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Valentine’s Day is just around the corner, so I thought I would appeal to your love of writing and chocolate. There is nothing better than a playful language activity to breathe life into your writing. If you’ll feel too silly, you can always try this with your children or grandchildren. I formerly used this activity in the classroom as a way to foster better description. No matter the type of writing you produce on a regular basis, taking time to make it fun is worthwhile. Enjoy!

It’s common to forget one or two of our senses when writing about an object or experience. Strong writing uses significant details to paint a picture in the reader’s mind. Detailed images can then move past physical description to the larger issues associated with the writer’s observations. The following exercise will help further develop the ability to achieve a balance between concrete and abstract details in writing.

Picture of Hershey's Kiss

  • Before you eat your Kiss, take a minute to examine its appearance. Now consider the five senses that humans possess.
  • Pick your Kiss up, unwrap it, and then eat it. All the while keeping the five senses in mind.
  • Using as many sensory details as possible, freewrite a description of your Kiss. Try to keep your pen moving.

If done in a school setting, it’s worthwhile to remind students to keep their descriptions school appropriate. Otherwise, some will undoubtedly come up with stuff that will make people blush. Though if you play this with a group of adults, it could be fun to tip the scales the other way.

  • If working in groups, share your descriptions by reading them aloud. Briefly discuss the many adjectives everyone used, poetic comparisons, or associations made. If time allows, pick one to share.

Not all written language is as concrete as the sense descriptions just recorded about the Kiss. Writers often use concrete detail convey a more metaphorical meaning. For example, Scott Russell Sanders writes:

Much of the pleasure in writing an essay—and, when the writing is any good, the pleasure in reading it—comes from this dodging and leaping, this movement of the mind. It must not be idle movement, however, if the essay is to hold up; it must be driven by deep concerns. The surface of a river is alive with lights and reflections, the breaking of foam over rocks, but beneath that dazzle it is going somewhere. We should expect as much from an essay: The shimmer and play of the mind on the surface and in the depths a strong current.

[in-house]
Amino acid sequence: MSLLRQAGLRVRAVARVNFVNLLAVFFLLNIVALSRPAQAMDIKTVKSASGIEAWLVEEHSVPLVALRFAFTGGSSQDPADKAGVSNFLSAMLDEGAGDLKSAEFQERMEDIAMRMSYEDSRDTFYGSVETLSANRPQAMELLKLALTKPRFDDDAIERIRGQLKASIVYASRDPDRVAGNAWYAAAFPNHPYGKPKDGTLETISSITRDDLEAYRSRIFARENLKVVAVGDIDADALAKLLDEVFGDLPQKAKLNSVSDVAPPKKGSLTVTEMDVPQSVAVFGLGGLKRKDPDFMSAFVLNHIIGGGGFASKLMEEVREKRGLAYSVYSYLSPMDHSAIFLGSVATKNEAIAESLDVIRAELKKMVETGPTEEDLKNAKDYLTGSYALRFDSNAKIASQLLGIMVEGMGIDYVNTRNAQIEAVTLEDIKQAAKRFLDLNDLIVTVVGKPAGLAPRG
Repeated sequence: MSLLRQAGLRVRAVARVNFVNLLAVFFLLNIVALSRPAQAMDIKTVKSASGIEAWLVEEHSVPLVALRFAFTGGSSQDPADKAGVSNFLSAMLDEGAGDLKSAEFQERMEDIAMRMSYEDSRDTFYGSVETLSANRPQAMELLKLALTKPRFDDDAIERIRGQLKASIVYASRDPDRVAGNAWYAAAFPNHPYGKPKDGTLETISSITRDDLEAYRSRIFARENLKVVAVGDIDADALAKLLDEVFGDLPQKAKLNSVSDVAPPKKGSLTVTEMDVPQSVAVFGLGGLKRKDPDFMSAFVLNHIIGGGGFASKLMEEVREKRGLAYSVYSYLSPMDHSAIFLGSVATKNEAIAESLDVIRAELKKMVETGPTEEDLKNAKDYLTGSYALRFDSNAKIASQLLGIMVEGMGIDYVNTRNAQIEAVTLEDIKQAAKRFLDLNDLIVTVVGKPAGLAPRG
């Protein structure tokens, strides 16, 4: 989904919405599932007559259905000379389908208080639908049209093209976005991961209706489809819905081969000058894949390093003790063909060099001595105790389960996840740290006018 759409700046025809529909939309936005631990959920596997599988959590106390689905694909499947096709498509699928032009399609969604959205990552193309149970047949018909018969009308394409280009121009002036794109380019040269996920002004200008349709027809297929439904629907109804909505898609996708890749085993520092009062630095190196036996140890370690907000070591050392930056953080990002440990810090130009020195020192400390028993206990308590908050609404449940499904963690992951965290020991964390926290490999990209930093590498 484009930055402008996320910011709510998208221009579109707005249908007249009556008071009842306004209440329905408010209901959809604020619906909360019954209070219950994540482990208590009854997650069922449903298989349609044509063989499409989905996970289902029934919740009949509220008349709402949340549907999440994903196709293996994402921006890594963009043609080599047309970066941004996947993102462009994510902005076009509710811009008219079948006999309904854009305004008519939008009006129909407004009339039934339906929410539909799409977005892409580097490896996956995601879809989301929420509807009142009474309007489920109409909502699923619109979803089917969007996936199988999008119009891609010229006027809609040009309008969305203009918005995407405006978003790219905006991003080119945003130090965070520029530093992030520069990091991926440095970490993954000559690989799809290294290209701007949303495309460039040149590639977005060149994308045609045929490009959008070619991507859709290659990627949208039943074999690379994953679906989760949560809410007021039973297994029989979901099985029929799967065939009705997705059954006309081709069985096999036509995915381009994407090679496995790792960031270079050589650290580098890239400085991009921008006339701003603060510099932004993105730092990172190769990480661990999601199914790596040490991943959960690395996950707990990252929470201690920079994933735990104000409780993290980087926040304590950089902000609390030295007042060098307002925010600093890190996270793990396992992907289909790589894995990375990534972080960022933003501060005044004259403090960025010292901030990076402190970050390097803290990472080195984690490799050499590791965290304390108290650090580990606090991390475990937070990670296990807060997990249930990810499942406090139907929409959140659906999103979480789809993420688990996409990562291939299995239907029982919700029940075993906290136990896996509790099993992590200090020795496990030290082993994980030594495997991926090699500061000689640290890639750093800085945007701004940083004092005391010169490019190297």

What else comes to mind if you were to describe the Kiss in more abstract terms?

  • Now consider the following questions as you freewrite: What does it represent or symbolize? What is associated with it? What does chocolate mean to you? What do Kisses or chocolate in general mean to American culture? To other cultures?

As you can see, a Kiss can be more than just a Kiss. Writing often involves examining all of the concrete details we can immediately sense followed by consideration of the abstractions that those details imply. Also, for every abstract idea, details (facts, quotes, analogies, examples) exist at the other end of the ladder. No matter your writing field, the ability to balance concrete and abstract details just makes good sense.

When is the last time you simply took the time to have a bit of fun with language? What concrete and abstract details do you associate with chocolate?

Image Credit: Hershey Kiss by John Siebert

Article by Jeri Walker-Bickett aka JeriWB

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